Sunday, May 31, 2009

Cholera Chronicle: May 31, 2009

Welcome to the eFoodAlert Cholera Chronicle. Periodically, we'll present a summary by region of cholera news from around the world.

Cholera is spread through human fecal contamination of food and water supplies. It is a frequent Disease of Disaster, accompanying famines, floods, wars, and other natural- or man-made disasters. Its victims typically are destitute, displaced or debilitated. And, all too often, dead.

  • Kenya, May 27 – A cholera outbreak on the outskirts of Nairobi has prompted government officials to close 20 food outlets in an effort to prevent the spread of the disease. Fourteen cases have been reported so far in this most recent episode.
  • Swaziland, May 30 – Two 9-year old girls in the Lubombo region of Swaziland have been diagnosed with cholera and are undergoing treatment. Officials expressed themselves as surprised by the mini-outbreak, since the rainy season – when cholera is most likely to show its face – has passed.
  • Zimbabwe, May 26 – The Red Cross reports that the country's cholera epidemic has slowed, but not yet stopped. Infection rates, which have fallen from their February peak, remain at a shockingly high 4.5% of the population. Red Cross officials predict that the number of confirmed cases soon will surpass 100,000; already this year, 4,283 people have died as a result of the disease.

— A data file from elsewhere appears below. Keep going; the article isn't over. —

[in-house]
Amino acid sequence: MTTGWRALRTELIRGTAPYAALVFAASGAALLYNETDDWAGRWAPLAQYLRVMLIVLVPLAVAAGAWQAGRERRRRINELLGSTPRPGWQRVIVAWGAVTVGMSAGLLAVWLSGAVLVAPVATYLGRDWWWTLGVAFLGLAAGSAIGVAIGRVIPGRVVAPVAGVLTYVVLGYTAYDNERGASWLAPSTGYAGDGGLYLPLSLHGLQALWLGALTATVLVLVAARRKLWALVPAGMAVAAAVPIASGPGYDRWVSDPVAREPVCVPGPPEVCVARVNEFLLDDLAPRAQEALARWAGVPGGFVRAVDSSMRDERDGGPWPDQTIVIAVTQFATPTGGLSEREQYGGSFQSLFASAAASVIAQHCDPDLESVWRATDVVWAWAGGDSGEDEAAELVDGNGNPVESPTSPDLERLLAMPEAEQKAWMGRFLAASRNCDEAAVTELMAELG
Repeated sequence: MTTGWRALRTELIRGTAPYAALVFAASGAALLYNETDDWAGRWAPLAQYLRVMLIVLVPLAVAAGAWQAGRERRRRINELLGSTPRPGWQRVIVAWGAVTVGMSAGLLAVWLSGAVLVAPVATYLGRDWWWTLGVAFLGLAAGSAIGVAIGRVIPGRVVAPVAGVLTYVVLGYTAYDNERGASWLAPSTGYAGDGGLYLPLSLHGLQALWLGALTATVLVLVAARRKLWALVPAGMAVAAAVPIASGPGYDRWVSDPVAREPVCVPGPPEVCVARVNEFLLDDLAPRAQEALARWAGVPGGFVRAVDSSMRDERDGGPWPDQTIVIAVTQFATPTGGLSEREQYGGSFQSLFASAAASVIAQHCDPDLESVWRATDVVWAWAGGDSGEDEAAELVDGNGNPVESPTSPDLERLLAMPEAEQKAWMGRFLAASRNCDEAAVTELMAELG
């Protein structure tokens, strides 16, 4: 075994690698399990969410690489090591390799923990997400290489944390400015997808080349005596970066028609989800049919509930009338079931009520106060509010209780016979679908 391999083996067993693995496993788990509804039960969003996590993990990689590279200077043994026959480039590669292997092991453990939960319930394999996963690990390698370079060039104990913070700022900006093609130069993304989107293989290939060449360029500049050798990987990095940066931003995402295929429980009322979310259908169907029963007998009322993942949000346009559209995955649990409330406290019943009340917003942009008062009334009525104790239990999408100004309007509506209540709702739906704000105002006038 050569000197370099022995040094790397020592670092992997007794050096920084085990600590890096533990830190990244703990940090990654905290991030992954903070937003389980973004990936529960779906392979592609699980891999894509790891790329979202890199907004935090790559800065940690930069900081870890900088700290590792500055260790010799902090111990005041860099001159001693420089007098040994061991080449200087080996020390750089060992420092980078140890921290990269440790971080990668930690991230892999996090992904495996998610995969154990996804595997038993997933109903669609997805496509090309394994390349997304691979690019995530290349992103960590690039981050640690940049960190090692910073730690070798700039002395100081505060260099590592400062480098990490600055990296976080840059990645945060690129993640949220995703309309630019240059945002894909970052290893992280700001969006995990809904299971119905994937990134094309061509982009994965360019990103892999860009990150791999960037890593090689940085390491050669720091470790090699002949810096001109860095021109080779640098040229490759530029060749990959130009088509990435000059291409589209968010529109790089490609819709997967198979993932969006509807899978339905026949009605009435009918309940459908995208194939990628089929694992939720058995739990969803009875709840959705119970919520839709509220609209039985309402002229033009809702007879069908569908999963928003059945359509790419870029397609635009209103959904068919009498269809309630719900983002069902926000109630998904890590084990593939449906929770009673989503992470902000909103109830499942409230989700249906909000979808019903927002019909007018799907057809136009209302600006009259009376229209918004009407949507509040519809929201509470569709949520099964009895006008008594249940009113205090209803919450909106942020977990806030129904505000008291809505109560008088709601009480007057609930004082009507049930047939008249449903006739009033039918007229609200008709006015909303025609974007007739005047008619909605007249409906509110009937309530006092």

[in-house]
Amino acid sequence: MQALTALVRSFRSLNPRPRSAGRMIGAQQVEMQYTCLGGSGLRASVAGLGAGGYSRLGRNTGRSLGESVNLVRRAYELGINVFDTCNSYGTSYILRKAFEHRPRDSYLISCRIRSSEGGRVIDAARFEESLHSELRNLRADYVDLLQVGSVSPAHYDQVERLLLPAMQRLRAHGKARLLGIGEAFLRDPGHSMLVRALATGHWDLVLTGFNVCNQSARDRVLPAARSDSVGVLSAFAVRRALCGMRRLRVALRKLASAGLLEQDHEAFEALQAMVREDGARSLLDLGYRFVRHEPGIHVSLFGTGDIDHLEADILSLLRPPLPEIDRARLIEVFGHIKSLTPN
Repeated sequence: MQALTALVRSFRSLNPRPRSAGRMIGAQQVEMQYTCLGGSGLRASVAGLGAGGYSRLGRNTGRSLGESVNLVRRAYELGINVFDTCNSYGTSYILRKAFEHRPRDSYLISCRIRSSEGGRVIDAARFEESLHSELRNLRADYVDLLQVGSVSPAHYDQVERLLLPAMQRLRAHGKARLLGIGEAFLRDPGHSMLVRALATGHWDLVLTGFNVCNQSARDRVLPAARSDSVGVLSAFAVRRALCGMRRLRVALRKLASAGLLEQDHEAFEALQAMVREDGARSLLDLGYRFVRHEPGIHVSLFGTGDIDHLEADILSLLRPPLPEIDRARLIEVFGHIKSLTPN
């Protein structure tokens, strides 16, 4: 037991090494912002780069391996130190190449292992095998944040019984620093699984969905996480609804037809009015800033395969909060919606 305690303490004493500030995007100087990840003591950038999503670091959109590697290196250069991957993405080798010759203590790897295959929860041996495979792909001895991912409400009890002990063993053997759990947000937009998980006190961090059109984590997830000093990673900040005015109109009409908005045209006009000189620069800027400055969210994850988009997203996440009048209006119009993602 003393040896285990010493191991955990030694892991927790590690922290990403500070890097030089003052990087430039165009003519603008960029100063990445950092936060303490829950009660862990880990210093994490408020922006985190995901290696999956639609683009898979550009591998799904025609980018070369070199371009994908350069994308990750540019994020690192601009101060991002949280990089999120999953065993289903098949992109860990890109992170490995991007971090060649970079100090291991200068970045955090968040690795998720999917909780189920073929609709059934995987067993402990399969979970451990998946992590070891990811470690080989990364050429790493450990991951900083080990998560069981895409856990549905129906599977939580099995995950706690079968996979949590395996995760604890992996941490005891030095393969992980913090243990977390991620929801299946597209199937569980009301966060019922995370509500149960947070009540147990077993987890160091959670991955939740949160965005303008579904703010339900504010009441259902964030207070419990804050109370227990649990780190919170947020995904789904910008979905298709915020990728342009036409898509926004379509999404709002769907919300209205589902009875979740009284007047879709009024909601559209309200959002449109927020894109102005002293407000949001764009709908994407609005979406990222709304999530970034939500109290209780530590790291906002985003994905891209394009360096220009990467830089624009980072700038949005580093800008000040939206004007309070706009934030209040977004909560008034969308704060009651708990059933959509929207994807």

• India, May 28 – A broken pipeline resulted in an outbreak of cholera and other diarrheal diseases in Kerala. Eight victims are thought to have contracted cholera. Four people have died in the district, but officials deny that their deaths are linked to the cholera outbreak.
  • Vietnam, May 24 – The cholera outbreak, which began in mid-April, has infected 56 Vietnamese people so far. Despite the government's efforts at containment, cholera cases have been reported in 16 cities and provinces. Vietnam's northern neighbor, China, has strengthened its border surveillance in an effort to prevent the disease from spreading into Yunnan Province.

Cholera can be treated successfully, if adequate medical facilities are available. More importantly, outbreaks can be prevented, by providing communities with safe drinking water, and with sanitary disposal facilities for human waste.

2008 was the International Year of Sanitation. The World Health Organization partnered with other agencies to promote improvements in sanitation in underdeveloped areas of the world. But it will take many years before these efforts make a significant dent in the problem.

Meanwhile, cholera will continue to follow in the wake of world disasters.

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